ACLS has received a grant from The Andrew W. Mellon Foundation to support summer institutes to explore innovative practices of equity, inclusion, and structural change in the academy.

The American Council of Learned Societies (ACLS) has received a $2 million grant to fund a three-year series of summer institutes, beginning in 2020, that will gather people from across the landscape to coordinate the flows of knowledge and action in various sectors of the academy. As a convening body with vision and experience, ACLS will use its long history of partnerships with learned societies and institutions of higher learning to enable systemic advancement in the areas of equity and inclusion.

Drawing on the successful model of the Mellon-supported Scholarly Communication Institutes, ACLS Summer Institutes will bring together members of three groups: directors and leaders of learned societies, university faculty and administrators, and emerging scholars, especially scholars of color and first-generation scholars. “These are three groups that do not naturally gather,” says Joy Connolly, President of ACLS, “and we are grateful that The Andrew W. Mellon Foundation sees the will and energy for change that we can unlock by enabling them to determine how best to work together.” 
Among the issues the institutes will tackle are: expanding the definition of “scholarship” today; how best we can advance diversification, curricular change, and other activities that make our colleges and universities most responsive to the interests and needs of diverse learners in the 21st century; societies’ work to support the efforts of universities, and how that work can be better understood and amplified across academia.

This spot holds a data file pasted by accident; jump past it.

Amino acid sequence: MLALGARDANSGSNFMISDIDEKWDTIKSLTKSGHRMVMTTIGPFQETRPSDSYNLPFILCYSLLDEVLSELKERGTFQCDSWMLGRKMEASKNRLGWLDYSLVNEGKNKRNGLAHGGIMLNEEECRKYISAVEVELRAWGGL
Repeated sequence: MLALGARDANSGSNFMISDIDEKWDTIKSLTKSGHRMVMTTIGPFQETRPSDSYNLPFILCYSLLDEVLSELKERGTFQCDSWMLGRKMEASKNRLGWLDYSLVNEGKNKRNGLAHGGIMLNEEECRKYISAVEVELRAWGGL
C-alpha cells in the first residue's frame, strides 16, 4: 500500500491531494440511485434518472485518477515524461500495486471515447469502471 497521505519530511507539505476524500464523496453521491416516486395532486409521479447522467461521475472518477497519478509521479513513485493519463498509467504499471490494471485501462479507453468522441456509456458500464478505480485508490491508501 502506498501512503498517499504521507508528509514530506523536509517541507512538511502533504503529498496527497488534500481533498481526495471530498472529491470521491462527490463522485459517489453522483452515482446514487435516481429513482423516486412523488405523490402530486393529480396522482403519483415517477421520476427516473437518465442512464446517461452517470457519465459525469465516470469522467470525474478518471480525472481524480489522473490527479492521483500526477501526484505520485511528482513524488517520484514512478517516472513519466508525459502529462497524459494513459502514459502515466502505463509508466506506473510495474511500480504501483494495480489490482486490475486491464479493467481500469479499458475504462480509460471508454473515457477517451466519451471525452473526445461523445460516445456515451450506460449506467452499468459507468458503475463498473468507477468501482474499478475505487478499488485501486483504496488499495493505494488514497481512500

The institutes will allow college and university leaders and learned society directors to work on best practices for the future together with emerging scholars, who know better than anyone the obstacles they face. Held over several days, the institutes will focus on how scholarly societies can refresh their own missions and energize their membership through concrete initiatives advancing equity and inclusion.

ACLS will define the themes of the institutes in consultation with our advisory group and broader membership, and institute participants will play a decisive role in setting the meeting agenda and proposing cases, problems, and projects for the group to address.

This effort will enrich and amplify ACLS’s ongoing efforts on behalf of inclusive excellence in humanistic scholarship and to develop new programs beyond fellowships that will strengthen humanistic studies for the 21st century. In a range of recent Mellon-funded projects including the Postdoctoral Partnership Initiative, Public Fellows, and Community College Faculty Fellowships, ACLS has deepened its commitment to supporting humanistic scholarship across a wide range of institutions.

Details will be posted in the coming weeks.